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PostPosted: Wed Nov 26, '14, 8:49 pm 
Alongside Ebola in West Africa, another African country, Madagascar, is also dealing with an infectious disease outbreak, in this case the bubonic plague.

http://news.discovery.com/human/health/ ... 141125.htm

Like West Africa, there's a perfect storm of conditions coming together to spread this disease. Dense populations, poor health infrastructure, slum neighborhoods that harbor infected rodents, and the fleas that carry the bacteria from rodent to human have grown resistant to a lot of pesticides. The disease is easily treated early with antibiotics, but there's not much infrastructre to effectively deliver it. Plus there's always the potential for the bacteria to become resistant.


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PostPosted: Wed Nov 26, '14, 10:42 pm 
The bubonic plague is common in the west/ southwest United States. Unlike Polio or Smallpox, its not quite eradicated. (But neither are Polio or Smallpox, technically.)
its more limited to animals, however humans can very much catch it as it is unfortunately doing now.

Its treatable. However around the world, there were prior cases that were resistant to antibiotics, which were indeed found in Madagaskar in the past. Quite unfortunate.

http://www.cdc.gov/plague/maps/index.html


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PostPosted: Mon Dec 1, '14, 3:07 am 
Sad to hear this is striking again. It seems like it is always going to be something. I remember these past few years around the world people have dealt with AIDS, ebola, bird flu, West Nile Virus and some other type of plague or sickness, although some of them are more deadly and serious than others. I have read that the antibiotics and other medicines that people take to prevent so many of these diseases and other sicknesses are not working as good as they used to as our bodies have become more accustomed to them, etc. Scary in the world today for so many reasons.


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PostPosted: Mon Dec 1, '14, 1:53 pm 
Silver_Surfer1 wrote:Sad to hear this is striking again. It seems like it is always going to be something. I remember these past few years around the world people have dealt with AIDS, ebola, bird flu, West Nile Virus and some other type of plague or sickness, although some of them are more deadly and serious than others. I have read that the antibiotics and other medicines that people take to prevent so many of these diseases and other sicknesses are not working as good as they used to as our bodies have become more accustomed to them, etc. Scary in the world today for so many reasons.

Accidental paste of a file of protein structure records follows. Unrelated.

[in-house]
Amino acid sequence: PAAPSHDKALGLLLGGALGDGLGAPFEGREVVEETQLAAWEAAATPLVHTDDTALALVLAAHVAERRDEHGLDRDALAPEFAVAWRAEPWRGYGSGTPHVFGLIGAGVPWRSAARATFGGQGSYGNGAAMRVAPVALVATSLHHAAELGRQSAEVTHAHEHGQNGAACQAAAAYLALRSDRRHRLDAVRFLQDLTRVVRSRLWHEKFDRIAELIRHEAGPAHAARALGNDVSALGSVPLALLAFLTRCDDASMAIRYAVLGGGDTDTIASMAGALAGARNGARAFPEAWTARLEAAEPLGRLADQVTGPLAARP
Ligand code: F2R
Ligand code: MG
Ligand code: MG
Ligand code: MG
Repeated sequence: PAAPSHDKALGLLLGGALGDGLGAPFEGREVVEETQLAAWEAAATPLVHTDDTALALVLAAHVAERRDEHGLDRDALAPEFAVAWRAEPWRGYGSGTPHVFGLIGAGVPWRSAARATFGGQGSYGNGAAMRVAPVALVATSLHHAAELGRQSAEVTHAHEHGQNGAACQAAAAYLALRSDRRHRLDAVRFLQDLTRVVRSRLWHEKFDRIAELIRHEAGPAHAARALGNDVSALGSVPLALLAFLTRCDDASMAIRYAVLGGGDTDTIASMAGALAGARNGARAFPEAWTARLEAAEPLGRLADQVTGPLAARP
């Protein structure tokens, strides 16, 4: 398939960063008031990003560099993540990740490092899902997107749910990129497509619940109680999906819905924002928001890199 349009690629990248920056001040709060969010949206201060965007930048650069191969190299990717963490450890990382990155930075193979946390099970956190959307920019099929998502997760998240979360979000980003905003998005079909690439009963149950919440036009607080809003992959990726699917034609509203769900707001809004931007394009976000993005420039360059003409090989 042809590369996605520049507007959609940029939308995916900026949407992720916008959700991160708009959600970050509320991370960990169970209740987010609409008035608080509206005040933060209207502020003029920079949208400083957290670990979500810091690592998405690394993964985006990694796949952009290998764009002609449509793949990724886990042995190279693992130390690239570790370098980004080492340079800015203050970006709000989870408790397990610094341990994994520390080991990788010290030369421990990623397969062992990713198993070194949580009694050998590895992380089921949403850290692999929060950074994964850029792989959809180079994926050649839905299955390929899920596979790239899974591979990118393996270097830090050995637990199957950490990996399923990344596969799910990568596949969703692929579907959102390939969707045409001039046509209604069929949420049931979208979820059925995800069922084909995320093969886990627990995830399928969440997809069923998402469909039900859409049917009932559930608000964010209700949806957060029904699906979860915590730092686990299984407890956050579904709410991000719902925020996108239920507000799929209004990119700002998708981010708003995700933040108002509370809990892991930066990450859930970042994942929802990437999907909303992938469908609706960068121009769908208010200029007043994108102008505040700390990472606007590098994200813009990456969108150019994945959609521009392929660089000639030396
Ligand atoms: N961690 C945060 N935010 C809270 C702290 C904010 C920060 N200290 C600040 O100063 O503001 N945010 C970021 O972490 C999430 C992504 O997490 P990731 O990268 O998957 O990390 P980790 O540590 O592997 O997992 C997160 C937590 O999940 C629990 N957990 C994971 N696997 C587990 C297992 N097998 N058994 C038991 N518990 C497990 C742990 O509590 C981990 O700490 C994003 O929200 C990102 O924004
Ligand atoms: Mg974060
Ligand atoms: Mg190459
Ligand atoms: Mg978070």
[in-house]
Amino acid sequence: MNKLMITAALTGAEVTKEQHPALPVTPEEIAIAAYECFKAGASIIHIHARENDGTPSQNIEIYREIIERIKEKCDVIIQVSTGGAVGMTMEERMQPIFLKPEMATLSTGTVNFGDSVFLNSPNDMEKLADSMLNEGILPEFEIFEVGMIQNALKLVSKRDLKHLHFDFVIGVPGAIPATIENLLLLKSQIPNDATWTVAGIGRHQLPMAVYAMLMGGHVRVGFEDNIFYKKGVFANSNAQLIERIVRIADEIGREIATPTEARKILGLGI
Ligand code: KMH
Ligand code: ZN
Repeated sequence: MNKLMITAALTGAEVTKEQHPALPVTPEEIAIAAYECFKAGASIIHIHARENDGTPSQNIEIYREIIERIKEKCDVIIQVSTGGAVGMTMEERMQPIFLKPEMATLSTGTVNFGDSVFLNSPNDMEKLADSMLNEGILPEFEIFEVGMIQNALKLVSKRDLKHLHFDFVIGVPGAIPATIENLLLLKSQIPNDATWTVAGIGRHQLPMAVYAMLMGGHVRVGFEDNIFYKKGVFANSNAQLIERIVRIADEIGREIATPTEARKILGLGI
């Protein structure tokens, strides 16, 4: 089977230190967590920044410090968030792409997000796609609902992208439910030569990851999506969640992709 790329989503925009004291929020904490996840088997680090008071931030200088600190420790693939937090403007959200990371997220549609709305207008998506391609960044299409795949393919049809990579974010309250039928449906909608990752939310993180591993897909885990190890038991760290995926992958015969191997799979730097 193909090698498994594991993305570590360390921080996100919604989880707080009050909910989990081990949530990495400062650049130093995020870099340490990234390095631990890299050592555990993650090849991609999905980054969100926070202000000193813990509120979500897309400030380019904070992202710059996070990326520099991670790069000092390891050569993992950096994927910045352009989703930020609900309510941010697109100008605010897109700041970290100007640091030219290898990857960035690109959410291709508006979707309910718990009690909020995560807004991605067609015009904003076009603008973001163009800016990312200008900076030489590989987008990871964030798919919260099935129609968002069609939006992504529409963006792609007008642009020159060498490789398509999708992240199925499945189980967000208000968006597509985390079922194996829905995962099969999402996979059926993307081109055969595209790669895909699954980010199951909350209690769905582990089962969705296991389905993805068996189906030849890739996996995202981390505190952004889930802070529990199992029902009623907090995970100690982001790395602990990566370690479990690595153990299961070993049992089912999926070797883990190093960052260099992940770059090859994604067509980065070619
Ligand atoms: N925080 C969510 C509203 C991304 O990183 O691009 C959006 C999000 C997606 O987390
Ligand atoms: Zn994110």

Humanity will basically never get rid of infectious disease. And honestly, going into the future, it may get worse in some ways. Not just because of antibiotic resistance (which is the bacteria getting accustomed to antibiotics and evolving resistance to them, not us) but because climate change is likely to help disease vectors, like mosquitos, spread into new areas and they'll take their diseases with them. Medicine is beginning to enter a post-antibiotic era because once we had antibiotics, we weren't so great about using them properly and it's coming back to bite us.

Hint to all: if you have a viral illness, don't ask for antibiotics from your doctor. They don't help against viruses at all. Overuse (like in agriculture) and misuse of antibiotics (like using them for a viral illness) are the major causes of antibiotic resistance.


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PostPosted: Tue Dec 2, '14, 6:51 pm 
Yes Wolfbird is correct.
Its the bacteria and virii that become resistant to the antibiotics, not us humans.
Even worse, with the global climate change and the apparent no shortage of vectors, the virus especially can use creatures such as mosquitoes as vectors, but can also use bacteria as vectors--or even worse, use bacteria as plasmid factories to manufacture antibiotic resistant proteins which the virus then uses.
So imagine a rat is infected with bacteria x from a mosquito, which is bad itself, but bacteria x is being used to make microscopic proteins that have the gene for virus resistance to antibiotics for virus xx.
With our globalized world, mosquitos and flies are among the most common transient, transporters of disease from continent.

Scary stuff.
Next time you have a chest cold, say "no" to antibiotics.
But at the same time, please stay upto date with immunizations. They exist for a reason.

The problem with so called "third world"countries and economies, is the lack of resources for public health and healthcare in general. Which is, unfortunate.


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